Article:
Eva learned to dread the approach of elderly senators and statesmen, the way they shook Steve's hand and leaned into his space to mutter, conspiratorially, "The country's not like it used to be, is it?" It was like the ticking of a bomb that only Eva could hear.
"You're right," said Steve, the third time it happened, "nobody dies of the flu and I can't get arrested for marrying a black person."
In the middle of an election season, Steve had sent an editorial to the New York Times singing the praises of labor unions, and harshly condemning Libertarians and fiscal conservatives and Wal-mart and possibly Apple; Eva had only managed to horror-skim it so far. "Did you go around trying to stir up shit back then, too?"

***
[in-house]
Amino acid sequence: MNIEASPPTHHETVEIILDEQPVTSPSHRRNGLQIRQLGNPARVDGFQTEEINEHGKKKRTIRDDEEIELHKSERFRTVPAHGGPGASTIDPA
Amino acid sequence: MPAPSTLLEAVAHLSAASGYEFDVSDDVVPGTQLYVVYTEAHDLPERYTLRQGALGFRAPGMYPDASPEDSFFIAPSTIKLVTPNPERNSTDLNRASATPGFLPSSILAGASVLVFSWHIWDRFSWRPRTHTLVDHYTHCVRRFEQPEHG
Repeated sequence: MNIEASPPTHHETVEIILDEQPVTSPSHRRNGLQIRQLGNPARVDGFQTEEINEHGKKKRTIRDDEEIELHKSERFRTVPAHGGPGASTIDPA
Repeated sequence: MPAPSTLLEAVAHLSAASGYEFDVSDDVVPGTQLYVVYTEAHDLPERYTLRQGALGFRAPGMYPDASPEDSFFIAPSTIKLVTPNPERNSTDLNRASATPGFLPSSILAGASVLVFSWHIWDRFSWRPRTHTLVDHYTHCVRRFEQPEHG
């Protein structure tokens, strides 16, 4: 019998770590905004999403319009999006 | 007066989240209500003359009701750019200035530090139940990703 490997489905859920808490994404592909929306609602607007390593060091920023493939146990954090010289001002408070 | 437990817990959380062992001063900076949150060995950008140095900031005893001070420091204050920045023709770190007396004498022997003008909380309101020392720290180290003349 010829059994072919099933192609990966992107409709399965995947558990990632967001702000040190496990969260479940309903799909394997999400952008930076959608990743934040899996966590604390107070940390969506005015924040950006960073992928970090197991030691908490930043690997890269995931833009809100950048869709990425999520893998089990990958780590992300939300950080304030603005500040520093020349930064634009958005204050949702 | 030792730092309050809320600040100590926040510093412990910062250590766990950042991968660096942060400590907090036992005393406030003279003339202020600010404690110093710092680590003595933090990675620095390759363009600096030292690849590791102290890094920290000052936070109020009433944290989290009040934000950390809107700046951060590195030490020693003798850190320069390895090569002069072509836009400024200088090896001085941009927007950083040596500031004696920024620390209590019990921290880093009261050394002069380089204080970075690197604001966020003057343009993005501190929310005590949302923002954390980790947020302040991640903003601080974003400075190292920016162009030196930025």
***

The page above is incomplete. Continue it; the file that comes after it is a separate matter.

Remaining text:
"In Brooklyn? During the Depression?" said Steve. "Um, yes?"
"How is this a hard job?" Yumi said that weekend over drinks. So many drinks. "C'mon, Steve Rogers, he's such a boy scout."
"Oh god," Eva muttered, rubbing her temples, "don't get him started on the Boy Scouts."
"Wait," says Sam, "you had a publicist?" "For my first five months at S.H.I.E.L.D," says Steve. "Then she quit. Uh, decisively."